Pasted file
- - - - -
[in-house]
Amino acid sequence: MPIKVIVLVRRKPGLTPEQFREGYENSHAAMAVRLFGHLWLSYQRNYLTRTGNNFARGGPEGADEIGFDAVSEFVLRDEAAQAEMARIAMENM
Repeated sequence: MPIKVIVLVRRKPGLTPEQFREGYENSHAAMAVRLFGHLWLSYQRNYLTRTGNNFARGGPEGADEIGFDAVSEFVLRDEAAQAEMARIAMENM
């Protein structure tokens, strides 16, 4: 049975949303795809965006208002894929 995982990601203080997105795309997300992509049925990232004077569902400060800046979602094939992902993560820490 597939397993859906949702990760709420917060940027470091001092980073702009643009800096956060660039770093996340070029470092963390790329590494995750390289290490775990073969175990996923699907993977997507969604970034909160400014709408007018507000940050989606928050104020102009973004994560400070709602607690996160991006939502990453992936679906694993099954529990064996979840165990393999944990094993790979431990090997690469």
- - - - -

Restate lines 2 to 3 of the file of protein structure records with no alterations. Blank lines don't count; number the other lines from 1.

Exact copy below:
Amino acid sequence: MPIKVIVLVRRKPGLTPEQFREGYENSHAAMAVRLFGHLWLSYQRNYLTRTGNNFARGGPEGADEIGFDAVSEFVLRDEAAQAEMARIAMENM
Repeated sequence: MPIKVIVLVRRKPGLTPEQFREGYENSHAAMAVRLFGHLWLSYQRNYLTRTGNNFARGGPEGADEIGFDAVSEFVLRDEAAQAEMARIAMENM